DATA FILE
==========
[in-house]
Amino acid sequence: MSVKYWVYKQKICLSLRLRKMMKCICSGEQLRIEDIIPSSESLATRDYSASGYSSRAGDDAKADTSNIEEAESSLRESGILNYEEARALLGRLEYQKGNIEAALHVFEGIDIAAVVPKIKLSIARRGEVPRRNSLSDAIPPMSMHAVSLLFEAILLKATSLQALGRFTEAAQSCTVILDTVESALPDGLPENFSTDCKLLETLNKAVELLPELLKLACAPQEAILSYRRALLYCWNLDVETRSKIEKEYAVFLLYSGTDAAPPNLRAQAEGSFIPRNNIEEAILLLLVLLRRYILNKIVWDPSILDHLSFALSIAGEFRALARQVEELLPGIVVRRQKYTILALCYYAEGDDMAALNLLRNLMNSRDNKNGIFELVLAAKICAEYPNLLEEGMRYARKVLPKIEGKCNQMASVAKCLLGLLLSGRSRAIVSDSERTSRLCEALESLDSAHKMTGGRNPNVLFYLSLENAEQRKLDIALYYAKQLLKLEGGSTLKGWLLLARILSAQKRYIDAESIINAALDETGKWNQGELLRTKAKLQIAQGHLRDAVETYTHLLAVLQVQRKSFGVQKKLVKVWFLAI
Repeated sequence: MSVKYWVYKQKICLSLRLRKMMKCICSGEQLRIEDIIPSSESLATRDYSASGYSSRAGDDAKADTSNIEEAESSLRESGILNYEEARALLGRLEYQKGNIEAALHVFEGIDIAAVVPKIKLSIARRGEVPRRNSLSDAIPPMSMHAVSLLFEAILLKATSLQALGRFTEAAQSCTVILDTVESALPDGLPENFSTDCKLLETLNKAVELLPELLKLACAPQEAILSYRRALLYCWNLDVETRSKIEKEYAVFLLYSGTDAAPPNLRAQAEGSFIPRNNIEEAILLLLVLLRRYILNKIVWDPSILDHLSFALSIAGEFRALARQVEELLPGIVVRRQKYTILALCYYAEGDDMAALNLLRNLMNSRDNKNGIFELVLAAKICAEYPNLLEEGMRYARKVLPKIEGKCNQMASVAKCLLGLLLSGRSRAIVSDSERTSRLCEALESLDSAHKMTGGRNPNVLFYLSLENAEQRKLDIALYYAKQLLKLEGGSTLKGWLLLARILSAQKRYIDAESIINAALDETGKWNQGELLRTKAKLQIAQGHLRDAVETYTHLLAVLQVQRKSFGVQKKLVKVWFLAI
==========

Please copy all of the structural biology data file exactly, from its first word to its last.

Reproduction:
[in-house]
Amino acid sequence: MSVKYWVYKQKICLSLRLRKMMKCICSGEQLRIEDIIPSSESLATRDYSASGYSSRAGDDAKADTSNIEEAESSLRESGILNYEEARALLGRLEYQKGNIEAALHVFEGIDIAAVVPKIKLSIARRGEVPRRNSLSDAIPPMSMHAVSLLFEAILLKATSLQALGRFTEAAQSCTVILDTVESALPDGLPENFSTDCKLLETLNKAVELLPELLKLACAPQEAILSYRRALLYCWNLDVETRSKIEKEYAVFLLYSGTDAAPPNLRAQAEGSFIPRNNIEEAILLLLVLLRRYILNKIVWDPSILDHLSFALSIAGEFRALARQVEELLPGIVVRRQKYTILALCYYAEGDDMAALNLLRNLMNSRDNKNGIFELVLAAKICAEYPNLLEEGMRYARKVLPKIEGKCNQMASVAKCLLGLLLSGRSRAIVSDSERTSRLCEALESLDSAHKMTGGRNPNVLFYLSLENAEQRKLDIALYYAKQLLKLEGGSTLKGWLLLARILSAQKRYIDAESIINAALDETGKWNQGELLRTKAKLQIAQGHLRDAVETYTHLLAVLQVQRKSFGVQKKLVKVWFLAI
Repeated sequence: MSVKYWVYKQKICLSLRLRKMMKCICSGEQLRIEDIIPSSESLATRDYSASGYSSRAGDDAKADTSNIEEAESSLRESGILNYEEARALLGRLEYQKGNIEAALHVFEGIDIAAVVPKIKLSIARRGEVPRRNSLSDAIPPMSMHAVSLLFEAILLKATSLQALGRFTEAAQSCTVILDTVESALPDGLPENFSTDCKLLETLNKAVELLPELLKLACAPQEAILSYRRALLYCWNLDVETRSKIEKEYAVFLLYSGTDAAPPNLRAQAEGSFIPRNNIEEAILLLLVLLRRYILNKIVWDPSILDHLSFALSIAGEFRALARQVEELLPGIVVRRQKYTILALCYYAEGDDMAALNLLRNLMNSRDNKNGIFELVLAAKICAEYPNLLEEGMRYARKVLPKIEGKCNQMASVAKCLLGLLLSGRSRAIVSDSERTSRLCEALESLDSAHKMTGGRNPNVLFYLSLENAEQRKLDIALYYAKQLLKLEGGSTLKGWLLLARILSAQKRYIDAESIINAALDETGKWNQGELLRTKAKLQIAQGHLRDAVETYTHLLAVLQVQRKSFGVQKKLVKVWFLAI